When making intertemporal decisions like saving for retirement individuals need to form expectations over various uncertain future events, such as the chances of high medical expenditures or chances of survival into old age. Research on individuals' expectations has made considerable progress on how to elicit individuals' expectations about the future, leading to various subjective probabilities measures being added to a number of general-purpose surveys. While there has been considerable research into the predictive power of these variables of subsequent outcomes and into measurement properties of subjective probabilities, very little is known about how individuals form and update the expectations they report. In this project we will use up to 60 waves of unique high-frequency longitudinal data on individuals' expectations that we have been collecting in the RAND American Life Panel (ALP). In the context of the ALP Financial Crisis Surveys we have queried respondents monthly about their expectations of losing their job, future stock market returns and gasoline prices, and we have asked them every quarter about their expectations about house prices, retirement, survival and out-of-pocket medical expenses. The overall objective of this proposed research is to establish the empirical foundations of how individuals form and update their expectations, recognizing that the expectation formation process is likely to vary by domain of outcome and by individuals. We will start out by studying the empirical properties of the high-frequency expectations data in cross-section and panel and what they imply for the basic features of individuals' expectation formation process in each domain. We willuse the insights to formulate models of expectation updating. We will estimate and test Bayesian updating models, as well as alternative models depending on the findings. Having a large number of observations for each individual we will estimate the expectation formation models at the individual-level and relate the resulting parameters to individual characteristics. We will further investigate the predictive power of individuals'subjective probabilities for economic decisions in panel data.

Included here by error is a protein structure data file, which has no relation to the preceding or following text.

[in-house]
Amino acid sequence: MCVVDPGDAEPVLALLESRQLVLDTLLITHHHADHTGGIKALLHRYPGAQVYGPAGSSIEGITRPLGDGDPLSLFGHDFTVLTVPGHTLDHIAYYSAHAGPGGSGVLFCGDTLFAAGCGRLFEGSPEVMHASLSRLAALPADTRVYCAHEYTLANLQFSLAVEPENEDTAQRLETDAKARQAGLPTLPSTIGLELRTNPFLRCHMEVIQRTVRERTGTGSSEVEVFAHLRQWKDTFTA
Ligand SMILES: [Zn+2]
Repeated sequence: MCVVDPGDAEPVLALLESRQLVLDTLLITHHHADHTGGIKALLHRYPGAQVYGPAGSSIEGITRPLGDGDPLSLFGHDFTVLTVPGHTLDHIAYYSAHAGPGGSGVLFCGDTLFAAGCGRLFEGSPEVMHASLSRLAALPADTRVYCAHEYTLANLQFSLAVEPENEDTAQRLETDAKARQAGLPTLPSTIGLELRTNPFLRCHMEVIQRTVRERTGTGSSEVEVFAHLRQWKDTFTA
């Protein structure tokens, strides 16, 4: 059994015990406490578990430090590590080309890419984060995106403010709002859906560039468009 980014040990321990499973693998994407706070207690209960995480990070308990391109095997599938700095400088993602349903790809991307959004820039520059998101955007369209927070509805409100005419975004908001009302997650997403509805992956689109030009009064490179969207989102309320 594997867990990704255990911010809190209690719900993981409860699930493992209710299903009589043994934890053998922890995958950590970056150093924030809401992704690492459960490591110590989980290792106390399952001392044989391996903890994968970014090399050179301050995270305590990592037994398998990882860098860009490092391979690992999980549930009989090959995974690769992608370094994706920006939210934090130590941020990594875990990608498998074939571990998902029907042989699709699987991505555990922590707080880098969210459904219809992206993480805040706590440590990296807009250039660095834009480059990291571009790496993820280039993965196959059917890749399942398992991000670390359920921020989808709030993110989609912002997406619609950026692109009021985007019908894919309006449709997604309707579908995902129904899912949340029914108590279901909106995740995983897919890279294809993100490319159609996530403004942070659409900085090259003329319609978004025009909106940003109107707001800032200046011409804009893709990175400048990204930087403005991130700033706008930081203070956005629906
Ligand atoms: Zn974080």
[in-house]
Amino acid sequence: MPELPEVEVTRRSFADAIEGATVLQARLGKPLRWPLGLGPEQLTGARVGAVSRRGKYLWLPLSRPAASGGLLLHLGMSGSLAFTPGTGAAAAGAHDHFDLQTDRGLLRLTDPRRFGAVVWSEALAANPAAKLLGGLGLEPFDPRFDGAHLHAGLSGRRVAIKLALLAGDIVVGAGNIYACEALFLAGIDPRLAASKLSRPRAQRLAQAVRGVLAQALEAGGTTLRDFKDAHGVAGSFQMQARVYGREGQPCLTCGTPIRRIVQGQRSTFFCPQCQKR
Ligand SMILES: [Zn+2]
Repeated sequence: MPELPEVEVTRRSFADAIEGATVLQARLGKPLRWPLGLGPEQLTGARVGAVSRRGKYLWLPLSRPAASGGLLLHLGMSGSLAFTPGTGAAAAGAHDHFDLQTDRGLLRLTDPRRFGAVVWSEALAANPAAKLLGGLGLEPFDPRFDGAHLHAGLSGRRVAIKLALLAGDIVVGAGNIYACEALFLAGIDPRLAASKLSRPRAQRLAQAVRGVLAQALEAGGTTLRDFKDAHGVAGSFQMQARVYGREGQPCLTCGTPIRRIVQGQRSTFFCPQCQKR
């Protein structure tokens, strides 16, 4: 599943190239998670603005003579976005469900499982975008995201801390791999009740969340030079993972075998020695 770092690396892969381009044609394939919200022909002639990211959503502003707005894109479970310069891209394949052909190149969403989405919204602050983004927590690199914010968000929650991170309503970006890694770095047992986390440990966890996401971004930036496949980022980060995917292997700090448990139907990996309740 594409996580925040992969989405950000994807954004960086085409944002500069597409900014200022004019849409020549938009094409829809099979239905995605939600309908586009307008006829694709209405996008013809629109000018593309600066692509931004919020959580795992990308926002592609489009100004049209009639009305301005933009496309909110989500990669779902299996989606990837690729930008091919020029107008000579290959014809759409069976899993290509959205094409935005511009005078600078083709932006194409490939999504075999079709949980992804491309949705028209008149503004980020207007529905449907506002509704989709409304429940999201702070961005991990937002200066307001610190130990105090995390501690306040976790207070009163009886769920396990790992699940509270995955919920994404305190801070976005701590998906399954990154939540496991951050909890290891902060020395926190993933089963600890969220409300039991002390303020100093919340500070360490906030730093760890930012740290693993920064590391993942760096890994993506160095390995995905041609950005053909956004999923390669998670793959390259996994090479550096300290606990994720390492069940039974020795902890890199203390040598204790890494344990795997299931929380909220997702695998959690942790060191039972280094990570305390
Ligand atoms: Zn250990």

Public Health Relevance

Studies have shown a strong link between socioeconomic status and health: How individuals make inter- temporal: decisions relating to their health and economic status under uncertainty will depend on their expectations about the future. Thus expectations will indirectly influence the evolution of health and economic positions. In this project we study individuals' expectation formation in several domains and how these influence economic decision making.

National Institute of Health (NIH)
National Institute on Aging (NIA)
Research Program Projects (P01)
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Special Emphasis Panel (ZAG1)
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Rand Corporation
Santa Monica
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